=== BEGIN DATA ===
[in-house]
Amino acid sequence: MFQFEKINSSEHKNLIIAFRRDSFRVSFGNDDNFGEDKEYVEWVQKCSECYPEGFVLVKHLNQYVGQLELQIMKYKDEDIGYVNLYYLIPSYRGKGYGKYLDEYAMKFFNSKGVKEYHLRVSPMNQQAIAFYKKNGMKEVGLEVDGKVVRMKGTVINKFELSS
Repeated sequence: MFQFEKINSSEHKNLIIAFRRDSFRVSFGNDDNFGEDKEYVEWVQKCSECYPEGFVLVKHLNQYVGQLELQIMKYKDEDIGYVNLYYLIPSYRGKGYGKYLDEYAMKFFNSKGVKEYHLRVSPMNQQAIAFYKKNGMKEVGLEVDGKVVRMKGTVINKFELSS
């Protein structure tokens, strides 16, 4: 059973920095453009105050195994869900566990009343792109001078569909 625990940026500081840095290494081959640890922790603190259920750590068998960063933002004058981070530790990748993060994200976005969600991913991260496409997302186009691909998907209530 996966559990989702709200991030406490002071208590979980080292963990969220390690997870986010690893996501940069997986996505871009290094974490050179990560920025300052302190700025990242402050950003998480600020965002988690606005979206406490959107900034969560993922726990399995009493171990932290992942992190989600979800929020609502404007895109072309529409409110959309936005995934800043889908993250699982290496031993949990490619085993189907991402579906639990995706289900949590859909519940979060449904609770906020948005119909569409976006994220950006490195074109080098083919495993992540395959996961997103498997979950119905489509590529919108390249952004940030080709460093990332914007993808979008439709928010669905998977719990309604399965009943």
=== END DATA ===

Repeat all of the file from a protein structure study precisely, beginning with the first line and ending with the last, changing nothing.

[in-house]
Amino acid sequence: MFQFEKINSSEHKNLIIAFRRDSFRVSFGNDDNFGEDKEYVEWVQKCSECYPEGFVLVKHLNQYVGQLELQIMKYKDEDIGYVNLYYLIPSYRGKGYGKYLDEYAMKFFNSKGVKEYHLRVSPMNQQAIAFYKKNGMKEVGLEVDGKVVRMKGTVINKFELSS
Repeated sequence: MFQFEKINSSEHKNLIIAFRRDSFRVSFGNDDNFGEDKEYVEWVQKCSECYPEGFVLVKHLNQYVGQLELQIMKYKDEDIGYVNLYYLIPSYRGKGYGKYLDEYAMKFFNSKGVKEYHLRVSPMNQQAIAFYKKNGMKEVGLEVDGKVVRMKGTVINKFELSS
């Protein structure tokens, strides 16, 4: 059973920095453009105050195994869900566990009343792109001078569909 625990940026500081840095290494081959640890922790603190259920750590068998960063933002004058981070530790990748993060994200976005969600991913991260496409997302186009691909998907209530 996966559990989702709200991030406490002071208590979980080292963990969220390690997870986010690893996501940069997986996505871009290094974490050179990560920025300052302190700025990242402050950003998480600020965002988690606005979206406490959107900034969560993922726990399995009493171990932290992942992190989600979800929020609502404007895109072309529409409110959309936005995934800043889908993250699982290496031993949990490619085993189907991402579906639990995706289900949590859909519940979060449904609770906020948005119909569409976006994220950006490195074109080098083919495993992540395959996961997103498997979950119905489509590529919108390249952004940030080709460093990332914007993808979008439709928010669905998977719990309604399965009943």